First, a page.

Here we are at the DMZ. The blue buildings behind us are used by the South Korean and North Korean diplomats during peace talks.
This was our MP (Military Police) escort during the DMZ visit. The MP escorts make sure you remain with the group, follow the rules and don’t wander around snapping pictures of everything and anything. Before the tour begins, you have to sign a form that you will obey the rules. If you are caught breaking the rules, they make you sit in the bus under MP supervision. While visiting the DMZ, you are not allowed to point, gesture, make faces, or anything similar toward the North Korean soldiers patrolling their side. These things are considered offensive and the South Koreans want the DMZ to remain as peaceful as possible. Someone in our group did point, but it was immediately handled by the South Korean soldiers and our MP escort. Thinking back on it, he did get scolded pretty bad. Also, children under the age of 10 are not allowed on the tour.
Here are a couple of South Korean soldiers. All South Korean soldiers are referred to as ROK (Republic of Korea) and the military branch (i.e. ROK Army; ROK Navy; etc.). In order to be on the border patrol in this area you must be a Black Belt in Tae Kwon Do. Since we participated in Tae Kwon Do when we were in Washington and hope to get back into it again, this was really interesting to us! These guys are pretty tough and do not put up with foolishness!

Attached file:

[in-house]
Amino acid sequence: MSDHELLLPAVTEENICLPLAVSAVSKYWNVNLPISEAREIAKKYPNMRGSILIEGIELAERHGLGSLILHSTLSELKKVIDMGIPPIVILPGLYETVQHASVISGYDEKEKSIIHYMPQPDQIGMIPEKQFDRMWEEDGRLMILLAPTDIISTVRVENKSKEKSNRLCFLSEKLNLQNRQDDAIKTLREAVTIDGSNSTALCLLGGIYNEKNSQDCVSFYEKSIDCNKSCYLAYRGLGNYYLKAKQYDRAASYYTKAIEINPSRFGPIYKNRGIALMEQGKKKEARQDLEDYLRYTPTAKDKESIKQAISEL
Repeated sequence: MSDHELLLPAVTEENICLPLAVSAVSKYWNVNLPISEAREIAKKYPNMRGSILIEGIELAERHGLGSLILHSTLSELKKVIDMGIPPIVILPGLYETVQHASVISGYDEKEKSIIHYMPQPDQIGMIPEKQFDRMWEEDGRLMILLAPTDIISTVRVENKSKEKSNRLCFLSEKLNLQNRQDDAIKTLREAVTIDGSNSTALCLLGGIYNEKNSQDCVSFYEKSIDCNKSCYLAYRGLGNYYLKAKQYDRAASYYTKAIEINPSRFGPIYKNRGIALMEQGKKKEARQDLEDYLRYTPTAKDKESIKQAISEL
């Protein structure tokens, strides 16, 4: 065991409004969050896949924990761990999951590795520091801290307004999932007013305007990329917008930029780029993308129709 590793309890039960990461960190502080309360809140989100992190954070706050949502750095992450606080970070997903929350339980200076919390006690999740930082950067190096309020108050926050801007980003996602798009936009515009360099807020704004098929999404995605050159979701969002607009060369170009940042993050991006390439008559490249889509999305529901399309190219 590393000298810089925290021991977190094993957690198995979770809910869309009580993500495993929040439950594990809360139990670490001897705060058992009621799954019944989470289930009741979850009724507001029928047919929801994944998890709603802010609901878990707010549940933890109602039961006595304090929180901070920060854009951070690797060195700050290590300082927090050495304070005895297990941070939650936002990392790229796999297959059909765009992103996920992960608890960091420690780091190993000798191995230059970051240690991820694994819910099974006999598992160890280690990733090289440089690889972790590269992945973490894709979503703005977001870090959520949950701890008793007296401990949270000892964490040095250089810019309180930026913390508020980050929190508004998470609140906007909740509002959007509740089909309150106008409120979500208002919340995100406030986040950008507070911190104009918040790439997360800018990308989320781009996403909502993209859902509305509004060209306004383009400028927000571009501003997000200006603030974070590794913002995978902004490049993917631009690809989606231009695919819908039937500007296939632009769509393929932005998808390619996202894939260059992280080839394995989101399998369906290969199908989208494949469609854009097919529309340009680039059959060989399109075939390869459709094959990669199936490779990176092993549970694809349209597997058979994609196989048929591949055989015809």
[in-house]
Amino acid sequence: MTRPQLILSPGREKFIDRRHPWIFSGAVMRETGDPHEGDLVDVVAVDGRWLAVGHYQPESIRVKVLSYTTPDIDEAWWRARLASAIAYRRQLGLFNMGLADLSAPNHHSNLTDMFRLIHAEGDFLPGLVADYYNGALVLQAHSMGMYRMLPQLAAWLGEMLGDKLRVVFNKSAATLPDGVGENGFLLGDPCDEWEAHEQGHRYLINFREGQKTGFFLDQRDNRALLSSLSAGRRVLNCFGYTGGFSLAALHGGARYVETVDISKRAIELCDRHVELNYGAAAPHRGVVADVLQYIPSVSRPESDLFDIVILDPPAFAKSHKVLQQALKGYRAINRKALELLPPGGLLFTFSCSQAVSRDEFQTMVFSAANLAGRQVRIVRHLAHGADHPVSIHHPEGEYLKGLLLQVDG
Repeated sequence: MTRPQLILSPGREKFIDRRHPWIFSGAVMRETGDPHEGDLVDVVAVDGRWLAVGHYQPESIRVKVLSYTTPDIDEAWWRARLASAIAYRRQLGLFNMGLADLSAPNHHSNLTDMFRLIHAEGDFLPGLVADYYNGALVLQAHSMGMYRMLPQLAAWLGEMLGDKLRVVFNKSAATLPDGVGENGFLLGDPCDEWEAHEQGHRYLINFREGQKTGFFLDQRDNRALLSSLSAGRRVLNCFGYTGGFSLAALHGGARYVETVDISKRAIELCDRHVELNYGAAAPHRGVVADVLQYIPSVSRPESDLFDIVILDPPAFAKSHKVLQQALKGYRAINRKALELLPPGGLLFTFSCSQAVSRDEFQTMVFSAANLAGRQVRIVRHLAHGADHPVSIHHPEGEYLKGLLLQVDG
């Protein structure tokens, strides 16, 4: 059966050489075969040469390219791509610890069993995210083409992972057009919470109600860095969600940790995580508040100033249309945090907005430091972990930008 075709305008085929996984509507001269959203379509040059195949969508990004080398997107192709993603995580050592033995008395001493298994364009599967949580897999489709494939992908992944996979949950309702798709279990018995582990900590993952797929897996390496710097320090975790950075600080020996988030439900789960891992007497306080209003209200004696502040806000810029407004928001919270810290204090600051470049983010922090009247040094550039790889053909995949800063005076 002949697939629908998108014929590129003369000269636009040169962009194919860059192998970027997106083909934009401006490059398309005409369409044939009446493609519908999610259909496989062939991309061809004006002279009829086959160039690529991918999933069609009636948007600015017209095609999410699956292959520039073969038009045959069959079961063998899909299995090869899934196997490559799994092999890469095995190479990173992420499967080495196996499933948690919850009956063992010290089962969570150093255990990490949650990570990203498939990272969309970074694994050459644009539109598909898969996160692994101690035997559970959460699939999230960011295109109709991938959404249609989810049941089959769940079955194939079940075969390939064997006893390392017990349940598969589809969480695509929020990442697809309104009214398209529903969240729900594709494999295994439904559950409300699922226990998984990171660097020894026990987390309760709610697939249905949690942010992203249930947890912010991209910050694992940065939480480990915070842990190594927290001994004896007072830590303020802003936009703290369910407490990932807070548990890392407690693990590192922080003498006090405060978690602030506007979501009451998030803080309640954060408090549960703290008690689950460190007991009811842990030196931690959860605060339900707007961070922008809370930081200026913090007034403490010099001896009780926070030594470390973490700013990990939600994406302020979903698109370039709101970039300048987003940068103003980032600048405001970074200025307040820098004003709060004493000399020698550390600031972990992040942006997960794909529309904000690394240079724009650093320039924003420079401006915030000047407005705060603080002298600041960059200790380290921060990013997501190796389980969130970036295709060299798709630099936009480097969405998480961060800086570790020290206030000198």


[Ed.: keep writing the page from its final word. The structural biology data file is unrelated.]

Directly behind the blue JSA (Joint Security Area) buildings is NORTH Korea. If you are able to zoom in, you can see a North Korean soldier patrolling the concrete building pictured. They are always watching and always patrolling. You do NOT want to cross that line! The US military call the North Korean soldier “Bob.” Bob would often hide behind the pillar, but would show himself and stare at us with binoculars.
This is a selfie of us inside the JSA peace talk building. One half of the building is South Korea and the other is in North Korea.